I came to The Child Center of NY when I was 14. Five years later, I’ve come a long way to be where I am now, talking about my journey and my healing through therapy. Some of it is hard to talk about, and some of it I have a hard time remembering, as a symptom of my post-traumatic stress disorder. It’s difficult to look back to the memories I do have, because I’ve matured a lot and have become a very different person. I can hardly imagine being the girl I was back then.
I started therapy at The Child Center’s Flushing Clinic as a result of a referral from my school. I felt lonely and empty. Everybody I knew called me weird, and I had no friends. To some, I may have just seemed edgy, but I had been suicidal and imagined different ways to kill myself. Now those feelings seem impossible. The helplessness I felt at the time seems so far away when I look back, as if I had dreamed it up.
My mother is a Chinese immigrant, and my father is a Hispanic American. When I was six, my mother left him due to the physical and emotional abuse she, my brother, and I had been subject to. We moved from shelter to shelter, and I transferred from school to school, where I was ridiculed and bullied by my classmates. At home, I resented my mother for her favoritism of my older brother. In Chinese families, the first-born son is always the favorite, and the women always come second. It was hard to connect to my mother anyway; we had different ideals. I was a self-described “daddy’s girl” at the time, and I idolized my father and thought that he was the only one who really understood me. But he had never been financially responsible or emotionally available for my needs. I was enmeshed in multilayered ethnic and cultural conflicts, value systems, and moral confusion. I trusted no one and did not identify with my peers. I didn’t even relate to my family.
Then I met my therapist who, through talking and sharing my thoughts, I created a bond of trust with. She was also a bridge that connected my mother and me, as she was Chinese and could understand the more traditional values of being Chinese. She helped me reconcile some aspects of being a Chinese American. Suddenly I didn’t feel so left out, especially as someone who wasn’t fully Chinese. I developed a sense of hope through her acceptance of who I was and was getting better.
However, the road to becoming stronger than my depression or anxiety was far from over. My paternal aunts denied my mental illness and tried to violently exorcise me. It is one of the darkest moments in my life, and to this day it still affects me. I had my physical and emotional control ripped from my hands, and my support cut off completely. I attempted suicide twice. I worked through the challenges I faced in the aftermath with my therapist — the nightmares and all, and through that I became stronger than what I felt. I cut contact completely with my paternal family, and I started to heal. Wounds became scabs, became scars.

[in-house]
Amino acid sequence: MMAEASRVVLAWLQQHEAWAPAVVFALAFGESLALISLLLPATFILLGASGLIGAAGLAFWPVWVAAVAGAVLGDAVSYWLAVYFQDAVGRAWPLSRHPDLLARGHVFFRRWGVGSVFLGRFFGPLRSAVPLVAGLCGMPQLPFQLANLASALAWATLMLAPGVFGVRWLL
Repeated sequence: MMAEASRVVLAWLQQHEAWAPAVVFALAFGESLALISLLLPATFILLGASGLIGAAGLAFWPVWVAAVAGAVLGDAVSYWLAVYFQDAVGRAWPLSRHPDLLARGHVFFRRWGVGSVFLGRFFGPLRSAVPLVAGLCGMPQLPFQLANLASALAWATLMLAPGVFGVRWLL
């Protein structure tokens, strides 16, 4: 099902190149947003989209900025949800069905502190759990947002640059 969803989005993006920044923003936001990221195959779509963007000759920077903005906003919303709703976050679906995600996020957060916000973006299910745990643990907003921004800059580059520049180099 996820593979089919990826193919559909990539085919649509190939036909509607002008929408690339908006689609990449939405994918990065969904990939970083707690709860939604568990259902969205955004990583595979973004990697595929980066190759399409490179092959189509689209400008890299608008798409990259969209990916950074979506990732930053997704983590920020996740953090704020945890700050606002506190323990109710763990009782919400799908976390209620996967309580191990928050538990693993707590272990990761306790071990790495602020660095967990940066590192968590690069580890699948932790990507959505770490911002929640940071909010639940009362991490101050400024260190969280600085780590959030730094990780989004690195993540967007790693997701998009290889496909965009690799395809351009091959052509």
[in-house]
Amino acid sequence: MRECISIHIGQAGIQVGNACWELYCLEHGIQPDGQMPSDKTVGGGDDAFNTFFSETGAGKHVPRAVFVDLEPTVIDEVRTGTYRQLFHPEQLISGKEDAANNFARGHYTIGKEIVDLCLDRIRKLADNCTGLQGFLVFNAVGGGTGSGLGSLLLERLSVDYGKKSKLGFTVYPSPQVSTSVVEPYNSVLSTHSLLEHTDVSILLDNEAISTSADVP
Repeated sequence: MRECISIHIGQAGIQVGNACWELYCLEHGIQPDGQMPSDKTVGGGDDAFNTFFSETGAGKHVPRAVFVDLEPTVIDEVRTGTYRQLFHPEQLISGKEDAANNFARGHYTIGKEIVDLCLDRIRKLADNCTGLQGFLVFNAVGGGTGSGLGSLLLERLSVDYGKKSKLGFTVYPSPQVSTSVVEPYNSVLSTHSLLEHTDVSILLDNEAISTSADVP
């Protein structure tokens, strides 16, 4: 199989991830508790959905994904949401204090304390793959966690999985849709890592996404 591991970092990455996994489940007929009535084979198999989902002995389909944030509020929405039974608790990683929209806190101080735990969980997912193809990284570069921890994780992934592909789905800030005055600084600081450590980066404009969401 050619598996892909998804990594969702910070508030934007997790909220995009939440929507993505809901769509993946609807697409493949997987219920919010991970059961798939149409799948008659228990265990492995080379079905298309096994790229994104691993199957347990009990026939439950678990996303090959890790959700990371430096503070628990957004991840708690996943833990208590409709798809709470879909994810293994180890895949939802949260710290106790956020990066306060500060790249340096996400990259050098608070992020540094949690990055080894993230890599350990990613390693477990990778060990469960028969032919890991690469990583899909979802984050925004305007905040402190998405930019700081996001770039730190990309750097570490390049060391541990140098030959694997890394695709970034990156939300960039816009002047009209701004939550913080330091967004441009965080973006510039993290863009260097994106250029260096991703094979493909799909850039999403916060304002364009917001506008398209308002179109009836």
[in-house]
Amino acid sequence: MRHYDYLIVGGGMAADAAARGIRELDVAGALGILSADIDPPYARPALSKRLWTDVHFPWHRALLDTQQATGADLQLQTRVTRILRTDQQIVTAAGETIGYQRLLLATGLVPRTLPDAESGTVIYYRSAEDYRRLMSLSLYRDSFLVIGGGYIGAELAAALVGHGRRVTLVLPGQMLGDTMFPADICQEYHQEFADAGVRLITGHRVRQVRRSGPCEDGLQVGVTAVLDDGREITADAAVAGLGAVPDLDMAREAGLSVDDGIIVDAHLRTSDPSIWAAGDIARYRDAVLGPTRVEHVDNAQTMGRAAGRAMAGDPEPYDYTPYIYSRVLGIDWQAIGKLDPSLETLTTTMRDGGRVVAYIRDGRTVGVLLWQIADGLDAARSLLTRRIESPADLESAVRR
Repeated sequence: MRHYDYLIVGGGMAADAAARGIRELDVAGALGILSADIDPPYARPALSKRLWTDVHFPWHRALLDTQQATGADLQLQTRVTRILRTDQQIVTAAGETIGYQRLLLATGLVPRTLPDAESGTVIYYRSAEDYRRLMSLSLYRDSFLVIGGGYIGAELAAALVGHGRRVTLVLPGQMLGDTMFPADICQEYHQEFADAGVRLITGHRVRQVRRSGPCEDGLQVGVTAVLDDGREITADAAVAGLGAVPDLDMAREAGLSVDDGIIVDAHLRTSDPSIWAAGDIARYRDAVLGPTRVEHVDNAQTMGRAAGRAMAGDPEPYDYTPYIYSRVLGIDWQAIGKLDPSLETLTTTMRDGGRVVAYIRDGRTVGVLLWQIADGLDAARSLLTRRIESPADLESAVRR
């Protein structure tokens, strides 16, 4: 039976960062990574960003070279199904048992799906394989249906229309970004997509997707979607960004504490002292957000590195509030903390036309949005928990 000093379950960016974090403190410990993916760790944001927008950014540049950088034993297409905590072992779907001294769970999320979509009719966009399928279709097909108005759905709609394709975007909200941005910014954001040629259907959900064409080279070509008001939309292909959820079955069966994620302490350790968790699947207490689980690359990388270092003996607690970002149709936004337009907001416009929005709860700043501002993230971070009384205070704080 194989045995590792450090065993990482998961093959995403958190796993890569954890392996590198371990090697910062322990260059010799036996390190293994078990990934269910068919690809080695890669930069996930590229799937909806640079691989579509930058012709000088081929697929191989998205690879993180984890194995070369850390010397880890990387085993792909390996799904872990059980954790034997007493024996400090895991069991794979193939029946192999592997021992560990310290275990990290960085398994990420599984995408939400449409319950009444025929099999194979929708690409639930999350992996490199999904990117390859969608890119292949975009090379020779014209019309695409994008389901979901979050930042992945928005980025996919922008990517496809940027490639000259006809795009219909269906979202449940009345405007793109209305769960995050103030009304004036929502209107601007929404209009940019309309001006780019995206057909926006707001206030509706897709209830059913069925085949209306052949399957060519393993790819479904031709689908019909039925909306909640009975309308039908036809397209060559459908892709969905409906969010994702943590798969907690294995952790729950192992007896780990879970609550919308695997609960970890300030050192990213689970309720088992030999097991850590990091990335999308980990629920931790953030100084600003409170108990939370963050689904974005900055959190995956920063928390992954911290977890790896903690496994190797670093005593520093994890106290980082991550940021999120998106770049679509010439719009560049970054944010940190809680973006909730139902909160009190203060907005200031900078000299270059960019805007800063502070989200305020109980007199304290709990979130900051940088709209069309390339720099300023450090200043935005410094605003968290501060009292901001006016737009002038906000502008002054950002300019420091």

But my story doesn’t end there. Even though I was improving every step of the way — my grades were up, I was volunteering and working in summer, and I was even applying to college — I had also been slowly piecing together, through journaling and voice recording, some scattered traumatic memories. And even though I still doubt it sometimes, there is undeniable evidence that my father sexually molested and abused me in some way when I was a child. I will probably never know what happened in detail, nor do I ever want to. But it was truly a milestone revelation. I experienced a therapeutic catharsis through finding and talking about it, but I would have never gotten this far without the trust I had in my therapist. I would have never verbalized the doubts and fears I had otherwise. And without her support through the aftermath, knowing that she would be there if I felt depressed, I don’t know how I would have coped.
As I worked through my feelings and emotions, I began to change my outfit and diet, and soon I began looking like your average teenager. I started to focus on better things in life, things that I had always loved, like animals. I started meeting new friends, I came closer to terms with the multicultural conflict in my life, and I even grew out of my brother’s shadow. Soon I graduated high school and started my first year at Hunter College. Currently I am in my second year of college, majoring in psychology with a concentration in animal behavior. I’ve made so many new friends, and I’m excited to see what life has in store for me.